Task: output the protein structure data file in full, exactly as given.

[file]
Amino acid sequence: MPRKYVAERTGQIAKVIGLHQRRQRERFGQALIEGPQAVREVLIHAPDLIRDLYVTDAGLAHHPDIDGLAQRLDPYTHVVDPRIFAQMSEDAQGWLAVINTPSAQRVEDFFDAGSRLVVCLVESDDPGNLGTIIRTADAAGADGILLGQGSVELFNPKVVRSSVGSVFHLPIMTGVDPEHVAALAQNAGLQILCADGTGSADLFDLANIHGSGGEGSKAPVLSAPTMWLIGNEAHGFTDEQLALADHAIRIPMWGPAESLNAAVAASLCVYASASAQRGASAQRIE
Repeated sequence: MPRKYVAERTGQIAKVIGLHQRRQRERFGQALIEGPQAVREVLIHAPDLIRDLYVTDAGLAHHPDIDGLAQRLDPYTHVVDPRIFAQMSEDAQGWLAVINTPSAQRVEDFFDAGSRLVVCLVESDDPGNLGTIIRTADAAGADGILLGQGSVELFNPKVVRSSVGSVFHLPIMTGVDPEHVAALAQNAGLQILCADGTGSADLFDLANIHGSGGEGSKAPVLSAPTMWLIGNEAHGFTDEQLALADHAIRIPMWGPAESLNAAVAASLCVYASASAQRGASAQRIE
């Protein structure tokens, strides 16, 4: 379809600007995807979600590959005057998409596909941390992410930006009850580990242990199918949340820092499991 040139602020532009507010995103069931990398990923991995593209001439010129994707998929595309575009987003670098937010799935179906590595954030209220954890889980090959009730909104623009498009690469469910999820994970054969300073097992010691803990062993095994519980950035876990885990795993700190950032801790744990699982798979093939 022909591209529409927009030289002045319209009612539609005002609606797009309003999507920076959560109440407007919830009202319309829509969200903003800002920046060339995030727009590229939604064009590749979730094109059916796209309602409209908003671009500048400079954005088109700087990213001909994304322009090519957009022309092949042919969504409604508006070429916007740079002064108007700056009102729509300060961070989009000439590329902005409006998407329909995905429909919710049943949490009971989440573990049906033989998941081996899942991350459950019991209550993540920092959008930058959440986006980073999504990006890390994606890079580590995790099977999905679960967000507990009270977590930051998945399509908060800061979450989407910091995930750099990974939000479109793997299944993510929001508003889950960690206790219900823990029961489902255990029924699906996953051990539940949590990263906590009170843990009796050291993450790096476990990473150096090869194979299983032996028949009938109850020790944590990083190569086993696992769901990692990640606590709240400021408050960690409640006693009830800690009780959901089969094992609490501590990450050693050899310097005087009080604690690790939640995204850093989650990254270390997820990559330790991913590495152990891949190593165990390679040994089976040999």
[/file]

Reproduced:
Amino acid sequence: MPRKYVAERTGQIAKVIGLHQRRQRERFGQALIEGPQAVREVLIHAPDLIRDLYVTDAGLAHHPDIDGLAQRLDPYTHVVDPRIFAQMSEDAQGWLAVINTPSAQRVEDFFDAGSRLVVCLVESDDPGNLGTIIRTADAAGADGILLGQGSVELFNPKVVRSSVGSVFHLPIMTGVDPEHVAALAQNAGLQILCADGTGSADLFDLANIHGSGGEGSKAPVLSAPTMWLIGNEAHGFTDEQLALADHAIRIPMWGPAESLNAAVAASLCVYASASAQRGASAQRIE
Repeated sequence: MPRKYVAERTGQIAKVIGLHQRRQRERFGQALIEGPQAVREVLIHAPDLIRDLYVTDAGLAHHPDIDGLAQRLDPYTHVVDPRIFAQMSEDAQGWLAVINTPSAQRVEDFFDAGSRLVVCLVESDDPGNLGTIIRTADAAGADGILLGQGSVELFNPKVVRSSVGSVFHLPIMTGVDPEHVAALAQNAGLQILCADGTGSADLFDLANIHGSGGEGSKAPVLSAPTMWLIGNEAHGFTDEQLALADHAIRIPMWGPAESLNAAVAASLCVYASASAQRGASAQRIE
């Protein structure tokens, strides 16, 4: 379809600007995807979600590959005057998409596909941390992410930006009850580990242990199918949340820092499991 040139602020532009507010995103069931990398990923991995593209001439010129994707998929595309575009987003670098937010799935179906590595954030209220954890889980090959009730909104623009498009690469469910999820994970054969300073097992010691803990062993095994519980950035876990885990795993700190950032801790744990699982798979093939 022909591209529409927009030289002045319209009612539609005002609606797009309003999507920076959560109440407007919830009202319309829509969200903003800002920046060339995030727009590229939604064009590749979730094109059916796209309602409209908003671009500048400079954005088109700087990213001909994304322009090519957009022309092949042919969504409604508006070429916007740079002064108007700056009102729509300060961070989009000439590329902005409006998407329909995905429909919710049943949490009971989440573990049906033989998941081996899942991350459950019991209550993540920092959008930058959440986006980073999504990006890390994606890079580590995790099977999905679960967000507990009270977590930051998945399509908060800061979450989407910091995930750099990974939000479109793997299944993510929001508003889950960690206790219900823990029961489902255990029924699906996953051990539940949590990263906590009170843990009796050291993450790096476990990473150096090869194979299983032996028949009938109850020790944590990083190569086993696992769901990692990640606590709240400021408050960690409640006693009830800690009780959901089969094992609490501590990450050693050899310097005087009080604690690790939640995204850093989650990254270390997820990559330790991913590495152990891949190593165990390679040994089976040999």